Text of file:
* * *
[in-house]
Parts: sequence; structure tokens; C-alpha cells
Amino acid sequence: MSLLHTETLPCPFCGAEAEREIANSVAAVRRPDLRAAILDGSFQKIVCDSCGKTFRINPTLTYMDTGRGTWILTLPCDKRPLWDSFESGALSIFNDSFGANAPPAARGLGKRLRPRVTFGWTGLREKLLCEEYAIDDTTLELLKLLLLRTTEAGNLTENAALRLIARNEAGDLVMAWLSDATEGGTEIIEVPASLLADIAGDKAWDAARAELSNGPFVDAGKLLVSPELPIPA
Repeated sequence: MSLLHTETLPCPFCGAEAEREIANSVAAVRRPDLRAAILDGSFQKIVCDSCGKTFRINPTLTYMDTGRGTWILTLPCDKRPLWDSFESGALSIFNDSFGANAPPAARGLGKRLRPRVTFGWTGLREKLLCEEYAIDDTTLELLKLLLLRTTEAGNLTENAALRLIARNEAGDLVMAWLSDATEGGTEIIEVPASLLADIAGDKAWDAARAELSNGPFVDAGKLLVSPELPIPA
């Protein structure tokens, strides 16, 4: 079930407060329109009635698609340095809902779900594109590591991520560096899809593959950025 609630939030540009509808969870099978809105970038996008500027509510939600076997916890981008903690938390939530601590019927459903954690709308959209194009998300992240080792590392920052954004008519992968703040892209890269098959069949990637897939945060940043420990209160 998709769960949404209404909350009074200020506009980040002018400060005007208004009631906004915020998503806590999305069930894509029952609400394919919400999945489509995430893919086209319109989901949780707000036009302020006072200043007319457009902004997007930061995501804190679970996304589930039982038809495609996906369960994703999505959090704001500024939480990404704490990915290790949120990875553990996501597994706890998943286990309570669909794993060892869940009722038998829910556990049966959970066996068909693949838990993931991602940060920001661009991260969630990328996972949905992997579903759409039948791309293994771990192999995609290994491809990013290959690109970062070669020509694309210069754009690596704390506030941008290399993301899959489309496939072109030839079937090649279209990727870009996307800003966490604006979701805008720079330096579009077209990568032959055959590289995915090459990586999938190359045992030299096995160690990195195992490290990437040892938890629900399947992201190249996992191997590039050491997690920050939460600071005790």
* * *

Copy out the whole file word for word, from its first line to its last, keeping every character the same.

[in-house]
Parts: sequence; structure tokens; C-alpha cells
Amino acid sequence: MSLLHTETLPCPFCGAEAEREIANSVAAVRRPDLRAAILDGSFQKIVCDSCGKTFRINPTLTYMDTGRGTWILTLPCDKRPLWDSFESGALSIFNDSFGANAPPAARGLGKRLRPRVTFGWTGLREKLLCEEYAIDDTTLELLKLLLLRTTEAGNLTENAALRLIARNEAGDLVMAWLSDATEGGTEIIEVPASLLADIAGDKAWDAARAELSNGPFVDAGKLLVSPELPIPA
Repeated sequence: MSLLHTETLPCPFCGAEAEREIANSVAAVRRPDLRAAILDGSFQKIVCDSCGKTFRINPTLTYMDTGRGTWILTLPCDKRPLWDSFESGALSIFNDSFGANAPPAARGLGKRLRPRVTFGWTGLREKLLCEEYAIDDTTLELLKLLLLRTTEAGNLTENAALRLIARNEAGDLVMAWLSDATEGGTEIIEVPASLLADIAGDKAWDAARAELSNGPFVDAGKLLVSPELPIPA
């Protein structure tokens, strides 16, 4: 079930407060329109009635698609340095809902779900594109590591991520560096899809593959950025 609630939030540009509808969870099978809105970038996008500027509510939600076997916890981008903690938390939530601590019927459903954690709308959209194009998300992240080792590392920052954004008519992968703040892209890269098959069949990637897939945060940043420990209160 998709769960949404209404909350009074200020506009980040002018400060005007208004009631906004915020998503806590999305069930894509029952609400394919919400999945489509995430893919086209319109989901949780707000036009302020006072200043007319457009902004997007930061995501804190679970996304589930039982038809495609996906369960994703999505959090704001500024939480990404704490990915290790949120990875553990996501597994706890998943286990309570669909794993060892869940009722038998829910556990049966959970066996068909693949838990993931991602940060920001661009991260969630990328996972949905992997579903759409039948791309293994771990192999995609290994491809990013290959690109970062070669020509694309210069754009690596704390506030941008290399993301899959489309496939072109030839079937090649279209990727870009996307800003966490604006979701805008720079330096579009077209990568032959055959590289995915090459990586999938190359045992030299096995160690990195195992490290990437040892938890629900399947992201190249996992191997590039050491997690920050939460600071005790």